What IT freelancers should look for in an accountancy firm
With multiple considerations to make when appointing an accountant to tend to the accounting and tax affairs of your freelance contractor business, the question I got asked the other day, ‘What top three things should freelancers in the tech sector look for in an accountant?’ stopped me in my tracks.
And me being a bit lost for words was NOT due to inexperience on my part! I’ve been an accountant to freelance workers, independent professionals, and one-person contractor companies, especially those in the UK’s technology sector, for a long enough period of time that I’m now considered to be a ‘veteran,’ writes chartered accountant Graham Jenner of accountancy advisory Jenner & Co.
After quite a bit of head-scratching to try to get the many things you want in your accountant down to just a shortlist, here are my top three things freelancers should look for in an accountant -- before you sign-up to their accountancy firm on the dotted line.
1. Qualifications and regulation
Be aware, anyone can call themselves an accountant without any qualifications or accreditations!
While an unqualified accountant may well be able to deal with your requirements, especially initially, qualifications behind an accountant’s name show a level of skill and expertise. And similarly, membership of a professional body if you’re an accountant brings with it a requirement to stay up-to-date.
There are three main professional bodies for accountants in the UK, all of which are referred to as ‘chartered’ (which means the Institute was formed under a Royal Charter).
The best way to find a reputable chartered accountant is to use professional bodies; the ICAEW, the CIMA, or the ACCA. On the websites of these three organisations, you can find individual member practitioners based on specialism and location.
Chartered accountants are required to undertake a continuing level of professional development annually, including, where relevant, accounting and tax courses. This means you, the client, can be sure that their practices are up-to-date with the very latest changes in legislation, and so there’s the greatest chance possible that they can give you the most relevant and well-informed advice.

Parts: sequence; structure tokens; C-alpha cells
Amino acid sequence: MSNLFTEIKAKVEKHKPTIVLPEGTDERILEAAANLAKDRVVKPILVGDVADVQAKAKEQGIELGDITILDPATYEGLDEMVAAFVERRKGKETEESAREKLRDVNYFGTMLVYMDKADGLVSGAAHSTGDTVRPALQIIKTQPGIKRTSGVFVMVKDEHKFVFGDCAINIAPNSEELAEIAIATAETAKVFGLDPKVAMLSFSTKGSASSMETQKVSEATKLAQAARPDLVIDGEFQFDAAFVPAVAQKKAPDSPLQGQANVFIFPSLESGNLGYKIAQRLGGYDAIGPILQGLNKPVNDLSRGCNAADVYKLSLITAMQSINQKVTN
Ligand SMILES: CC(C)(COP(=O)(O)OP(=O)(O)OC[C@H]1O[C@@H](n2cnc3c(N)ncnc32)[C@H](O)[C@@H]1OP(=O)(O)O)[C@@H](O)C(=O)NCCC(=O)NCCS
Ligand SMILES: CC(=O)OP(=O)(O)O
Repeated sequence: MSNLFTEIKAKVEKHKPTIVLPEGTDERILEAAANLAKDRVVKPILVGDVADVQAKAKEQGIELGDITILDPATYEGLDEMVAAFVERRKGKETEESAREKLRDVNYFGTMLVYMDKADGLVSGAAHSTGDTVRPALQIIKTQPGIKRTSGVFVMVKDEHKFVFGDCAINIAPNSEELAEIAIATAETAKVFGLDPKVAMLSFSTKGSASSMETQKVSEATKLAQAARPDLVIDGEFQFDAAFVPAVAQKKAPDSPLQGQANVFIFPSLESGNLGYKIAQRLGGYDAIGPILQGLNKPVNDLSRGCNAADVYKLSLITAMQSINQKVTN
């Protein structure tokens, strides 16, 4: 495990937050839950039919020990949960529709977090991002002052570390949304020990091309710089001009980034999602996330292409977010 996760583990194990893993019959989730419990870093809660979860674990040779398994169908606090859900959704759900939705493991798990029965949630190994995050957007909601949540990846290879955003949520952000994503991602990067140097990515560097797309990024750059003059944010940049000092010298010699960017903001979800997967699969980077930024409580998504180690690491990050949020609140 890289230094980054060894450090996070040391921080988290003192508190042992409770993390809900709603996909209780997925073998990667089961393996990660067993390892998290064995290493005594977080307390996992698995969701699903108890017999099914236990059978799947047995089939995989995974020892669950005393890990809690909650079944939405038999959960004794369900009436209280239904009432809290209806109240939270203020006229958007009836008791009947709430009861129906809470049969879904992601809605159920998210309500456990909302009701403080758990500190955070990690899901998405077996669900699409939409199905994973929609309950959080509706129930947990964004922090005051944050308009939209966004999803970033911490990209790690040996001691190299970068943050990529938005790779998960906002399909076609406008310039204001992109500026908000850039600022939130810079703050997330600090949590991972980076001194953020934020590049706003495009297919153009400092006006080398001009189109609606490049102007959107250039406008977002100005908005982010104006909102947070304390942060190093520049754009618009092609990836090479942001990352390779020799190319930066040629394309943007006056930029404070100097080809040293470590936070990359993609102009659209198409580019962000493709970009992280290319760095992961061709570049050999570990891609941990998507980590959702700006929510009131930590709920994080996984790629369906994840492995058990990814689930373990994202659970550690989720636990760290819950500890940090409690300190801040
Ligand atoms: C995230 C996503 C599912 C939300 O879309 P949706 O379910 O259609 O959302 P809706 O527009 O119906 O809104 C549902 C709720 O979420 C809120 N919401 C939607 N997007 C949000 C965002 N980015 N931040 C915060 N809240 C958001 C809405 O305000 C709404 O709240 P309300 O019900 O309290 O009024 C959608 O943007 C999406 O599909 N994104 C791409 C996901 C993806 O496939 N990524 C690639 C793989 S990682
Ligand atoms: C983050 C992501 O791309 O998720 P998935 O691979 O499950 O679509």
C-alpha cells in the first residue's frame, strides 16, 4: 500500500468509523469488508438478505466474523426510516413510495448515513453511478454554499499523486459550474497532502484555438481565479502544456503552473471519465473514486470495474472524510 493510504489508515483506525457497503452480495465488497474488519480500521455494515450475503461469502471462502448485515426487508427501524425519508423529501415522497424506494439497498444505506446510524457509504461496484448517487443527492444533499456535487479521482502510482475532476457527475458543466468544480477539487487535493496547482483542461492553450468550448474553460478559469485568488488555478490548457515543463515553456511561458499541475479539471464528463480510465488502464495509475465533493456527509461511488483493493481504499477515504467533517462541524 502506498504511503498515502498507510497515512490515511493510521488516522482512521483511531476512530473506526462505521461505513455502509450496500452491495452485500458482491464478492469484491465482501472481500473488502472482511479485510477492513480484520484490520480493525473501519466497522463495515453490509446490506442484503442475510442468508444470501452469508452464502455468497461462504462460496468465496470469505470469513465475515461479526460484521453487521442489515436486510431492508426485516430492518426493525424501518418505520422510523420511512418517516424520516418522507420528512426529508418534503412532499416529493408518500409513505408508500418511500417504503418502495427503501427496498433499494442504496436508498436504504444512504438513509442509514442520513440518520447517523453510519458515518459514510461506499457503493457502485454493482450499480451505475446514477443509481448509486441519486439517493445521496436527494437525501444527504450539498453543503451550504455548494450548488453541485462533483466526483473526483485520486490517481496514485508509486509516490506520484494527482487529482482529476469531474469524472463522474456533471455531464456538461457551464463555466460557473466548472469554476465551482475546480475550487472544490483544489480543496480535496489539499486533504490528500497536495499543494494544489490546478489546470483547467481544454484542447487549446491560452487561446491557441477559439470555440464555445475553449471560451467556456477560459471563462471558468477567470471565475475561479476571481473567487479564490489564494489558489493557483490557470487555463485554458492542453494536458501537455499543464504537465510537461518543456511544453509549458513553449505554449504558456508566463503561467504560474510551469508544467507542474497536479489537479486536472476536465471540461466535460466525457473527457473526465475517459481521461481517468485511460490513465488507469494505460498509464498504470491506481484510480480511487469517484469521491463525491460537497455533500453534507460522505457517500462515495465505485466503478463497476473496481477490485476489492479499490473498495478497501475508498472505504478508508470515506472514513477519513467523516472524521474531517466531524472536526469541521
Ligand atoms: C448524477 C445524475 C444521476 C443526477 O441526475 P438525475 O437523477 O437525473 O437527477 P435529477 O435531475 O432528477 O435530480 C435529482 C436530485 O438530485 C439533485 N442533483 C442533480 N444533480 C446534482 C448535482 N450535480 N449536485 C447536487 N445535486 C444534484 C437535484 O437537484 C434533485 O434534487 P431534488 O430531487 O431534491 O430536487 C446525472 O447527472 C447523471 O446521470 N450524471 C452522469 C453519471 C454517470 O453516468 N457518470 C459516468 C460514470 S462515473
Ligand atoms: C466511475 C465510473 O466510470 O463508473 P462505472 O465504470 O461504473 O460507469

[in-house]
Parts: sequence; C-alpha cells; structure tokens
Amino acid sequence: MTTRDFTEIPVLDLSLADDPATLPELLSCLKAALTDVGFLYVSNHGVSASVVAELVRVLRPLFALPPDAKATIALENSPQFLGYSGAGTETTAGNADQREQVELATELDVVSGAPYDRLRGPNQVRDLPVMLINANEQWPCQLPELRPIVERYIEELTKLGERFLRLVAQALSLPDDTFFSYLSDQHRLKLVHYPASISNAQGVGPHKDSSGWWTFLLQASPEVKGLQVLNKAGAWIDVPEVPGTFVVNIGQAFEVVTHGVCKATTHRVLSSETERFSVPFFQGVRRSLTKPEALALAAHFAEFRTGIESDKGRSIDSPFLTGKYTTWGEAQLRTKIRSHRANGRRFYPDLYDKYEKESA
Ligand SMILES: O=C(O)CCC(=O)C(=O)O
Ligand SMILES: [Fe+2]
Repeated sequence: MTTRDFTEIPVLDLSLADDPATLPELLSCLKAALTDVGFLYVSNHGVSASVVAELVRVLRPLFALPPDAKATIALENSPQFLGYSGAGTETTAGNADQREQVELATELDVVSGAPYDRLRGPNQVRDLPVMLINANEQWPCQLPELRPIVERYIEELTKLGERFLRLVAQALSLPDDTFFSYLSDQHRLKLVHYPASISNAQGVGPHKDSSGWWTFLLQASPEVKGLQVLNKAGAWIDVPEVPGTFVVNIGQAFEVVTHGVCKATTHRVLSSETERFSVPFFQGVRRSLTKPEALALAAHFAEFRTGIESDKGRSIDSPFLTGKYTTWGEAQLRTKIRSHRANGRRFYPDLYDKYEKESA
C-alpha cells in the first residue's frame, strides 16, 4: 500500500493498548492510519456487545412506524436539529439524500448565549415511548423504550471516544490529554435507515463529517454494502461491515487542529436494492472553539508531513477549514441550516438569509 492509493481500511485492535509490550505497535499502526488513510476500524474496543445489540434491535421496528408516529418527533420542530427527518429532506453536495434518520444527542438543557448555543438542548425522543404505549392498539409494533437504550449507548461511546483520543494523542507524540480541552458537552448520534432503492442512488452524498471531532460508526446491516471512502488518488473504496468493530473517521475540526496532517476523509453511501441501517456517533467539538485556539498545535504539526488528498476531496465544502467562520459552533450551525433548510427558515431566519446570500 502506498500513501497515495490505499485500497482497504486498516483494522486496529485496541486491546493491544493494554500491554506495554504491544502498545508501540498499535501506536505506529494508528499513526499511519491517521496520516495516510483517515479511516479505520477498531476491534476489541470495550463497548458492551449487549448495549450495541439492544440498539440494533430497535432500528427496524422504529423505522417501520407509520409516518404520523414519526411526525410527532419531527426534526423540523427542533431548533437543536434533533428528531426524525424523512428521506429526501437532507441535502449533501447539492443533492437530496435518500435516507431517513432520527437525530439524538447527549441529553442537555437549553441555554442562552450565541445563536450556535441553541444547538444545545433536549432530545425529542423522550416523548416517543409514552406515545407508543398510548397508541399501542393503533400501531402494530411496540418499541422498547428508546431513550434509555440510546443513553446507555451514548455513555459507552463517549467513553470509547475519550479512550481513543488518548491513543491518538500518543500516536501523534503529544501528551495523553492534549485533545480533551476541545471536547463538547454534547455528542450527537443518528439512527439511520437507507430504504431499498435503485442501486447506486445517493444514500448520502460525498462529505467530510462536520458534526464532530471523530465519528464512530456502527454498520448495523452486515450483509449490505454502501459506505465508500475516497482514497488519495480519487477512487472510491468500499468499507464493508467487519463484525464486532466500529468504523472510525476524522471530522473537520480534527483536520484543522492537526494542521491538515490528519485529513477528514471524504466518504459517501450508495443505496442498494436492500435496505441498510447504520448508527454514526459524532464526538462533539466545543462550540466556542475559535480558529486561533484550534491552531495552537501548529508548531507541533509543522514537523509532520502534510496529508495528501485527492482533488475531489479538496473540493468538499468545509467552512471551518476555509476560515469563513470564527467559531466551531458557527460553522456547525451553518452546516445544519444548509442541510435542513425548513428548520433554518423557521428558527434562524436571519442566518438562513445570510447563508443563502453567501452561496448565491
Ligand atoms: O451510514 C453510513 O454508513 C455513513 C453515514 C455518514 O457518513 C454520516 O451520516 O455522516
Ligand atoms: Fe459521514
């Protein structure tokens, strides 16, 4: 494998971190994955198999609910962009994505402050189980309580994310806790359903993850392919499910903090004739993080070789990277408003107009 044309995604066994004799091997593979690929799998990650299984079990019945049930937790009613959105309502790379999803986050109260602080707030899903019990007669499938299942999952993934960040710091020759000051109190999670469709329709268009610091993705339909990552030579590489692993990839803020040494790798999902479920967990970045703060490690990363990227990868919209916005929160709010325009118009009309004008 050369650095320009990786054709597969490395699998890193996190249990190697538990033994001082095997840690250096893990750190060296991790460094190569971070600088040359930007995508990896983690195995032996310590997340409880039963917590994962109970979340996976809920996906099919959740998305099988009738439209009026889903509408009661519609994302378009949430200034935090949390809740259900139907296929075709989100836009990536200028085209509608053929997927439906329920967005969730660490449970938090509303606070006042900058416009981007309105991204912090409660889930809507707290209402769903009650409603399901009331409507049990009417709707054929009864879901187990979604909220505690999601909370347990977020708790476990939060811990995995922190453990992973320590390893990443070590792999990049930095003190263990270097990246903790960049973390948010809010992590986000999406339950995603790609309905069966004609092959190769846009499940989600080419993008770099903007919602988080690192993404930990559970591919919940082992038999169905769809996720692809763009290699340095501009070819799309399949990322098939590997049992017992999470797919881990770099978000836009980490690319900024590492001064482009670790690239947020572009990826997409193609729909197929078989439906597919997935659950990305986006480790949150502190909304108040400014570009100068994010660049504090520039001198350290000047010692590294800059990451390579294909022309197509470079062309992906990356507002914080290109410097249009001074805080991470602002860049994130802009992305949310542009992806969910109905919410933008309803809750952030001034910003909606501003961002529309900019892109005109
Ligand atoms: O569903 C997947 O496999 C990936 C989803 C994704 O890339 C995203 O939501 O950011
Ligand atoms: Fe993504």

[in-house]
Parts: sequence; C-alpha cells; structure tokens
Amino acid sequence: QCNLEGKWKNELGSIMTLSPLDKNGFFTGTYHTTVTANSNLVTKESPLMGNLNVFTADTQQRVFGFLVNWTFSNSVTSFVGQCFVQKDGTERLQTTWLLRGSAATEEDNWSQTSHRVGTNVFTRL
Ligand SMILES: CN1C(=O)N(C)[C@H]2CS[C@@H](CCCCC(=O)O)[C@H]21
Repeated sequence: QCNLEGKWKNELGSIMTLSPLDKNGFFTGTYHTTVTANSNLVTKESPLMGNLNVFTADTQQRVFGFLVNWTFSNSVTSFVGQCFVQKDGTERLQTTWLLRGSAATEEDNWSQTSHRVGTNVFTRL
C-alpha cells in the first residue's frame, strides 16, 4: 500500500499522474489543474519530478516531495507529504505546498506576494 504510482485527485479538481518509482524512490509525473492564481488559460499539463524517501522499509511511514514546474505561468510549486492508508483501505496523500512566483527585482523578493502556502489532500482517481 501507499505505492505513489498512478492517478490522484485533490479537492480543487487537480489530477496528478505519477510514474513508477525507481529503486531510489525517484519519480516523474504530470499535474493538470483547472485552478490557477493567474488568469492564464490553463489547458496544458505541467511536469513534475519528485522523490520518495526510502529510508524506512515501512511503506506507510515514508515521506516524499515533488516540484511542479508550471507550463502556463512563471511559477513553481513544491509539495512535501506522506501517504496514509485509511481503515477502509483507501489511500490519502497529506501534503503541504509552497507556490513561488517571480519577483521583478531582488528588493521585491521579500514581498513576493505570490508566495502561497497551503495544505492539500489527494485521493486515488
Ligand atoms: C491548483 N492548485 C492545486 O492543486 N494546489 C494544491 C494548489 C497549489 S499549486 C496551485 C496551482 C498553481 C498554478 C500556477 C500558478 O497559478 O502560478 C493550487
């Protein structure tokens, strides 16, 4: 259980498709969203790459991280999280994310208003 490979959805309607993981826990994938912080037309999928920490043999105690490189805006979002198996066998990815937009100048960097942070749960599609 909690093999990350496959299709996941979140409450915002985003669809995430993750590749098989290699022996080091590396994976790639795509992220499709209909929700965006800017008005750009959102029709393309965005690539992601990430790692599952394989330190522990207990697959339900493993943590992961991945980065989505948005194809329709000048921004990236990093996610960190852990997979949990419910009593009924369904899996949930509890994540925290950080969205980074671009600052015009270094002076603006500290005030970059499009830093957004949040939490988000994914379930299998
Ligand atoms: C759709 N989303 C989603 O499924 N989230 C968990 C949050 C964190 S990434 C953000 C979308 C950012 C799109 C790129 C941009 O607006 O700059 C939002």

2. Experience in dealing with contractors/freelancers (like you)
There is a plethora of legislation surrounding the taxation of contractors, such as the so-called ‘false self-employment’ rules, IR35 legislation -- plus the associated off-payroll working rules, and the Managed Service Company legislation.
These complex, potentially very taxing frameworks all overlap with the effect that structuring your contractor business to prevent one set of rules applying, can bring another set into play! Your accountant needs to understand when and why each set of rules apply.
This total understanding of the frameworks by the accountant you choose is required not only when you start out as a contractor -- when you set up you services, but, potentially, for each and every contract (notably if the terms and working practices are different to previous contracts).
Be aware, your accountant might well advise that your initial contract would be easiest to execute on a self-employed basis. But a subsequent contract might allow you to operate through a limited company. This latter route, whereby you’ll be running your own Personal Service Company (a limited company), could bring significant tax savings.
An accountant experienced in dealing with contractors like you, as opposed to a generalist high street accountant, can properly consider and advise on the different circumstances -- at every turn of your independent career. It’s therefore important to remember to tell your accountant if you take on a new contract which contains different terms and conditions.